When Not to Mow Your Lawn

person mowing a lawn with house in background

You read how-to guides about the perfect time to cut your lawn, but is there a not-so-perfect time, too? Yes, sometimes cutting your lawn can do more harm than good. Here are a few guidelines to follow to know when not to mow your lawn.

When should I not mow my lawn?

Don’t mow when your grass is wet

gardener mowing wet grass in a lawn
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Mowing wet grass—whether with morning dew, after a rainfall, or following irrigation—will create an unsightly disaster and put your grass in danger.

Instead of spreading the mowed grass across the lawn in an even layer, you’ll end up with big, thick clumps of wet grass that smother everything underneath. When grass is buried like this, and airflow is essentially stopped, the lawn becomes more susceptible to pests and diseases. 

Plus, when the soil is that wet, you run a higher risk of causing soil compaction from the weight of the lawnmower and your foot traffic. 

Play it safe and wait until the grass dries. Then, you can fire up the mower.

Don’t mow during a drought

a dry lawn at home during a drought
Dry lawn in drought
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On the flip side, if it’s remarkably dry, you should also wait to mow. Mowing is stressful on your grass. Because of this, you don’t want to cut when it’s already under incredible environmental stress, like a lengthy dry spell or severe drought. 

When drought-stressed, it’s hard enough on your grass; don’t compound it and mow during this time. Your grass probably doesn’t need it anyway, as it’s likely growing very little or extremely slowly. 

If you mow your lawn when it’s extremely hot and dry, the grass will lose treasured moisture, exacerbating drought stress. It can cause your grass to thin or may kill it off. Compared to taller grass, shorter turf can’t shade the soil as well, and more soil moisture will evaporate.

Pro tip: Need help watering your lawn when you’re not getting enough rain? We’ve got you covered with our guide on watering during a drought.

Don’t mow during the hottest part of the day

Mowing correctly is all about timing, especially during the blazing summer heat. 

Unlike us, your grass can’t pick up and take itself inside the house to avoid harsh temperatures and cool off. So, to keep your lawn green and healthy when it can’t get a reprieve from the sun, you want to avoid mowing during the middle of the day when the sun is the most intense.

At high noon—and a few hours afterward—your grass is working hard to protect its water supply. On one hand, it adores the sunshine since it drives photosynthesis, but it’s doing whatever it can to minimize how much moisture it loses. The grass will lose valuable moisture if you mow during the hottest part of the day. This moisture loss can weaken the grass, stunt its growth, and even kill it. The best time to mow is late afternoon or early evening when it starts to cool off.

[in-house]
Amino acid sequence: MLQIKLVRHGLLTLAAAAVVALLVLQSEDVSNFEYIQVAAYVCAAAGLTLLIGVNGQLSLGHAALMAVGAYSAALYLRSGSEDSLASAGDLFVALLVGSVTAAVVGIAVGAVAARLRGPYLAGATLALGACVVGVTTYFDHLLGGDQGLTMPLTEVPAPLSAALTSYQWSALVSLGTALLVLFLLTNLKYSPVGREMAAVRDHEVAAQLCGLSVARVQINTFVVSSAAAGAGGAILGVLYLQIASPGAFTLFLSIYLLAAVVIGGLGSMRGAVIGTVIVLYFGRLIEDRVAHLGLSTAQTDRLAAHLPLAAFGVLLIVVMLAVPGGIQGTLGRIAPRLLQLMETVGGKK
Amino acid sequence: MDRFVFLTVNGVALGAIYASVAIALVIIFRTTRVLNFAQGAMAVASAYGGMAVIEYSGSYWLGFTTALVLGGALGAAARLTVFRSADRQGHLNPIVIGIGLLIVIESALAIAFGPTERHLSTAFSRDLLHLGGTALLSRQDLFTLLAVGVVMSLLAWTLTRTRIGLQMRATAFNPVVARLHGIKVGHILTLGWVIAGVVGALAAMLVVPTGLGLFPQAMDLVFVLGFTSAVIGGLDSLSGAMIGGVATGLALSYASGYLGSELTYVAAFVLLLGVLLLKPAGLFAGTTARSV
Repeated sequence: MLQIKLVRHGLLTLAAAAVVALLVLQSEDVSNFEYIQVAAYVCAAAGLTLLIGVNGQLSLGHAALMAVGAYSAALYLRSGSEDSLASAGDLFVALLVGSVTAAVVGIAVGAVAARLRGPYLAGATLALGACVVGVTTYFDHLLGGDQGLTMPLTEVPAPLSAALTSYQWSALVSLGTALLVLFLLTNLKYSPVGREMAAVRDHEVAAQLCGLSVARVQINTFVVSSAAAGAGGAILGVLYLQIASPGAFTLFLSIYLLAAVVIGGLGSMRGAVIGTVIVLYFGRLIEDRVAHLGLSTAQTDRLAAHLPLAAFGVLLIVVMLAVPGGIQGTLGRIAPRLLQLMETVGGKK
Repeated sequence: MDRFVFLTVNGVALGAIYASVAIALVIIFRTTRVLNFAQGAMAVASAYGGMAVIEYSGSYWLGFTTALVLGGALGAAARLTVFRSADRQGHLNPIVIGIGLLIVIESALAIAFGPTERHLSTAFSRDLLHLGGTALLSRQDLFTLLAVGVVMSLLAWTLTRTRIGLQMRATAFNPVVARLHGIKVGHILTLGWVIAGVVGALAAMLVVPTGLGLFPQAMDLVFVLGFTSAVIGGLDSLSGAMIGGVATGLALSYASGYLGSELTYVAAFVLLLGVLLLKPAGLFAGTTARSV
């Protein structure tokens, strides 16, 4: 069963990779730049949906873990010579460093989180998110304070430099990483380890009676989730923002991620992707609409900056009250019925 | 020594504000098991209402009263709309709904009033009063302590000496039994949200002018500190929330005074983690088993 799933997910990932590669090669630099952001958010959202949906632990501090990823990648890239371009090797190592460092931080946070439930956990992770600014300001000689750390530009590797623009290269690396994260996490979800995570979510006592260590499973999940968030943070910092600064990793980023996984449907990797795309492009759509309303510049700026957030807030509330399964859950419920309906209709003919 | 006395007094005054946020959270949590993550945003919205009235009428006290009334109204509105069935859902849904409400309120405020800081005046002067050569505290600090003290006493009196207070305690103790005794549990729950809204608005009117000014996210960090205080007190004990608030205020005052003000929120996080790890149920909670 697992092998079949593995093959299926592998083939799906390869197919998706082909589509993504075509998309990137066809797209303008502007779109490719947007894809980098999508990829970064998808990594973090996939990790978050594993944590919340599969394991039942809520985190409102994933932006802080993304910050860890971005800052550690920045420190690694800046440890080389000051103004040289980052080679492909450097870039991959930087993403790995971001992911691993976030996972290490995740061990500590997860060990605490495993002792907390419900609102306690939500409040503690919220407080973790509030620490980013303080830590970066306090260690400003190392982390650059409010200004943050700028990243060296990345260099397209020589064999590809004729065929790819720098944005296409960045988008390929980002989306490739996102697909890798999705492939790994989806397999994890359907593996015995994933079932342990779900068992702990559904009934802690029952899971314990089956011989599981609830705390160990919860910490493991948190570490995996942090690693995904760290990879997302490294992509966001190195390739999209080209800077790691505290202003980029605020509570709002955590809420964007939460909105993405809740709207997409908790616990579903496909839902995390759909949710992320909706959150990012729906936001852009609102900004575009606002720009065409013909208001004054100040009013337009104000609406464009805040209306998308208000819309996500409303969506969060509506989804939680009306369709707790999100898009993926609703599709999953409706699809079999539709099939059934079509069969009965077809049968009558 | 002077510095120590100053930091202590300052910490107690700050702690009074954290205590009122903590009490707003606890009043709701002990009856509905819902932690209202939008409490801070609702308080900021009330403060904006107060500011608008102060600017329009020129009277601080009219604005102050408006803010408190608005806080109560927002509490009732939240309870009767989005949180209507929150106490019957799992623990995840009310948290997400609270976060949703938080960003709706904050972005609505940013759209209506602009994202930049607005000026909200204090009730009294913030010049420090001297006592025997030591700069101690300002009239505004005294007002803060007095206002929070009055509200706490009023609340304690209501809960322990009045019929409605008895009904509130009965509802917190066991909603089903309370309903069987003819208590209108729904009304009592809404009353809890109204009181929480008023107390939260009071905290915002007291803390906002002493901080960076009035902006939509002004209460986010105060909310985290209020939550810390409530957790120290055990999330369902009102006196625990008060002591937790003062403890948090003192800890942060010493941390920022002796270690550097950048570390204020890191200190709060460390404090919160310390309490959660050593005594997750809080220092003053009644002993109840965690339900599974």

Don’t mow just before the sunset

lawn in sunset
Sunset Lawn
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While we just talked about waiting until the hottest part of the day passes before you mow, you also don’t want to wait too long into the evening to cut grass. Your lawn needs time to recover and heal before the sun sets and dew develops. If it doesn’t have time to heal, you risk exposing your freshly cut grass to disease. 

The optimal time to mow later in the day is between 4-6 p.m..

Pro tip: You shouldn’t water your grass late in the day, either. Learn more in our guide for the when and how to water.

Don’t mow when your mower blades are dull

When it comes to lawn care and landscaping, one of the biggest tips for homeowners is always to cut their grass with sharp blades.

Mowing with dull, nicked, or gauged blades is not good for grass. Have you ever tried cutting wrapping paper with blunt scissors? It’s very similar

Instead of cutting through the grass blades, your mower rips them, creating jagged edges that make your lawn appear discolored. It also opens the door, making your yard susceptible to drought and disease.

You want to sharpen the blades at least once a year, preferably in the spring, as you’re getting the mower ready for the season. Sharpening them several times a year is even better, especially if your yard has many tree roots or rocks that nick and dull the blades.

Don’t mow your lawn if it’s struggling with a disease

Lawn diseases are no joke, and when your grass is struggling with brown patch, dollar spot, fairy ring, or other diseases, you need to take a break from mowing. 

There are a couple of reasons why.